We all know how much police misconduct has been in the news. Let’s take a closer look at the legal aspects and what qualified immunity is by examining two cases.
Byron E. Clemons is a Bay City, Michigan resident. He is suing Clare County Sheriff’s Office sergeant Aaron Miller in federal court for tasering him while he was under custody and in handcuffs.
According to the lawsuit, here is what is alleged to have happened:
Clemons was pushed into a restraint chair after asking officers to videotape his booking. At least four officers held Clemons down in the restraint chair with his hands still cuffed behind his back. Someone stated, “now we’re going to play games.”
Then Miller threatened to use the taser on Clemons if he didn’t calm down. Then, he applied electric shock to Clemons’ thigh.
When Clemons told officers his arm was stuck, there was no response.
Miller continued to threaten to shock Clemons. He then shocked Clemons a second time, longer than the first.
The lawsuit goes on to state that Clemons was not resisting officers, attempting escape, or posing a physical threat to officers.
Police Under Fire
The news has been filled with stories about police misconduct. It’s impossible to cover the scope of what is going on between protestors and leaders of the cities and states and the police who work in those states.
Police in Atlanta and elsewhere are calling in sick in mass numbers in some districts.
Although police unions say this isn’t an organized strike, they do acknowledge police are tired of the abuse. (Police officers aren’t legally allowed to go on strike.)
In Atlanta, people are protesting murder charges brought against Garrett Rolfe for the shooting death of Rayshard Brooks.
What is Qualified Immunity?
Both of the cases mentioned above highlight two sides of a raging debate. The dispute is about what is an acceptable level of force for police to use, and what isn’t.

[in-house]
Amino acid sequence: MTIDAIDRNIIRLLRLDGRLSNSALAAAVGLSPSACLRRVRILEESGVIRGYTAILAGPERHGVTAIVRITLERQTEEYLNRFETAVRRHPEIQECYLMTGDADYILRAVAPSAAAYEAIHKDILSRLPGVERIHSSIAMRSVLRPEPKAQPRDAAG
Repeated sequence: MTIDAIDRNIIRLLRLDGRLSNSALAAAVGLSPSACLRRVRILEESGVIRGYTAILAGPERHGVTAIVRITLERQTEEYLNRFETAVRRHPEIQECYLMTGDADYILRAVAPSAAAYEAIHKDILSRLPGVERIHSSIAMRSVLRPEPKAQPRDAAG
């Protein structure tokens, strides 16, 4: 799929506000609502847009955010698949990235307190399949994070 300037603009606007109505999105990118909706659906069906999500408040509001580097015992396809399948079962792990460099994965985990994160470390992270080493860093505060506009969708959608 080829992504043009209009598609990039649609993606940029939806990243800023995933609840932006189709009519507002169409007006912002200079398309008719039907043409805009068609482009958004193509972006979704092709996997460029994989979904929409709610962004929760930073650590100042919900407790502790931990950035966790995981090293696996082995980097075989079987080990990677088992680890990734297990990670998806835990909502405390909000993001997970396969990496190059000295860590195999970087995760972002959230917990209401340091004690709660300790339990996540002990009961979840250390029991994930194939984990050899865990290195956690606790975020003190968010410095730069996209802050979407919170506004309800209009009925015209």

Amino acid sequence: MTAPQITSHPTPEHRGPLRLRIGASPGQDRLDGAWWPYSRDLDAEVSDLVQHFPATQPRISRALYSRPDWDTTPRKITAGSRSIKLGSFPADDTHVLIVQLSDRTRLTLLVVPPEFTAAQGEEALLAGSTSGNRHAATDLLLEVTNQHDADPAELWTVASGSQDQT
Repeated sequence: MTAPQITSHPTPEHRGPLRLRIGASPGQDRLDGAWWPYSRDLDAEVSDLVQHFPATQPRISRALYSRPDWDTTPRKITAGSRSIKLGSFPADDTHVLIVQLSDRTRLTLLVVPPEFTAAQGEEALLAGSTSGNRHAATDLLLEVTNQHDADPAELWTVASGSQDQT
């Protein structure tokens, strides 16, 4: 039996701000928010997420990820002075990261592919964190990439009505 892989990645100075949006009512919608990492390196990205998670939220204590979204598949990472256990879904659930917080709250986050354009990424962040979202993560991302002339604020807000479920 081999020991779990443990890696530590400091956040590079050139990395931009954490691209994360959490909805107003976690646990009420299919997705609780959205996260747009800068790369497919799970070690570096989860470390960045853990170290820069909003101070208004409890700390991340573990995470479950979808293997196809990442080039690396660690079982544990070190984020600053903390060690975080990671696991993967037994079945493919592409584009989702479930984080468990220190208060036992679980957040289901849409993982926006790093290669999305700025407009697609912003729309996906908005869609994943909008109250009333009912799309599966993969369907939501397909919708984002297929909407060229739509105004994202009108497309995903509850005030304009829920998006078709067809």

If the lawsuit for Byron Clemons tells the facts accurately, it reveals an abuse of power by a sheriff’s sergeant using a taser.
On the other hand, some would argue that a police officer trying to protect his life when a taser was used against him is now unfairly being charged with murder.
How do we sort out which behaviors are necessary for police to maintain order and do their duty – as difficult as some of those decisions are – and which cross over into an abuse of power? Moreover, who should get to decide which is which?
Police officers enjoy what is called “qualified immunity” from lawsuits. This means that for conduct displayed while performing their jobs in a normal situation, police can’t be sued by citizens.
To be sued, police officers have to demonstrate willful, unreasonable conduct. If an officer’s actions are only negligent or the result of failure to exercise due care, they are not liable for a lawsuit.
Unfortunately, sometimes the types of behaviors that fall under the heading of negligent. It is shocking to the average person who doesn’t understand the dynamics of police work. And sometimes they are criminal actions.
Until more recently in history, many police officers have also enjoyed a kind of protection by the system.
Prosecutors may have decided not to bring criminal charges against officers who should be facing criminal charges after an incident with civilians.
Civilians would also find it hard to sue officers and win any compensation.
The one way to receive a settlement against police misconduct would be if your civil rights were denied to you through the actions of the officer through false arrest, malicious prosecution, or excessive force.
The law often used to argue civil rights violations is called Section 1983 of the Civil Rights Act of 1871.
However, to prove a civil rights violation, you must prove that the specific acts an officer prevented were legally protected actions. In other words, if the officer was preventing a crime at the time of the incident, there was no civil rights violation even if you believe he was using excessive force.
The advent of bodycams and videotaping of questioning has revealed some secrets of injustice. We may see more successful lawsuits brought against police misconduct. Additionally, qualified immunity may not cover as much police behavior as it has in the past.